Ever been charged with the responsibility of producing a large, business-critical document within a seemingly impossible deadline? Perhaps it was a tender or a client proposal, a project brief or even the annual report?
When faced with a daunting task such as this, it can be tempting to run for the hills, or at least bring forward your annual leave. Here’s a few survival tips to help you deliver.
1. Establish realistic timelines
If it’s a large document with multiple authors, your first challenge will be getting the information you need. If possible, arrange an initial meeting with all the contributors to establish a realistic project timeline.
Factor in time for revisions (see point 4) and other commitments the authors may have. Also allow some extra time to cover any contingencies (e.g. illness, printing delays, etc.). Note the delivery dates and who is responsible in Microsoft Project or a spreadsheet, and get everyone’s agreement before you begin.
2. Use a document template
If you’re using Microsoft Office, it’s relatively easy to create a Word document template containing all required styles and formatting (e.g. body text, headings, lists, tables, etc.). Other common word processing applications (e.g. Apple iWork Pages, IBM Lotus SmartSuite Word Pro) have similar functionality.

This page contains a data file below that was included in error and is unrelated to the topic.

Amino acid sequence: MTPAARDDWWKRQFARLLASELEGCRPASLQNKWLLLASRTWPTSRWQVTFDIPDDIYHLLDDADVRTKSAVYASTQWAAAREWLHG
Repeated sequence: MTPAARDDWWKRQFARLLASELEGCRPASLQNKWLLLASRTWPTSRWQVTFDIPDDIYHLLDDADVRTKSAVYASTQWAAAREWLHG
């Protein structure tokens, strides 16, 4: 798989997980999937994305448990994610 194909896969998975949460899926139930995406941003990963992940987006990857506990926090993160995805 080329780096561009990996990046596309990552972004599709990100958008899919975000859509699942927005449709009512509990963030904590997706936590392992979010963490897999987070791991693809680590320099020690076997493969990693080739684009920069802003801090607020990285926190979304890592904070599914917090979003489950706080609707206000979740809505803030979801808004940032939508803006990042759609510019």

By establishing a template upfront and getting people to use it, you’ll save valuable time that might otherwise be spent reformatting the document. By providing a hierarchy of heading levels in the template, you can also help contributors to organise and consistently structure information.
For more information about Word templates, see our article Using Microsoft Word templates.
3. Maintain version control
Ever spent a few hours working on a document only to find it’s not the latest version? Version control is critical in any large documentation project, particularly one with multiple contributors and reviewers.
Having a version naming convention helps, but using a document version control tool like Microsoft SharePoint is even better. At Red Pony we often work across different sites, so we use the web-based tool Basecamp by 37 Signals to manage project communications and file exchange.
4. Allow time to review
It seems obvious, but when a deadline looms this last crucial step is often overlooked. Always allow time for the document to be reviewed and edited, preferably by someone other than the original author. A fresh set of eyes will pick up mistakes and omissions that might otherwise have been overlooked.
As well as allowing time for a thorough copy edit, make sure you conduct a final review before the document is released. You will be amazed at the things you pick up—the wrong client name, spelling errors on the title page, even missing sections. When the pressure is on people will make mistakes, so a quick final check may help avoid embarrassment later on.
This article is an adaptation of the paper I presented at the 2009 IPEd Conference.photo credit: landrovermena via photopin cc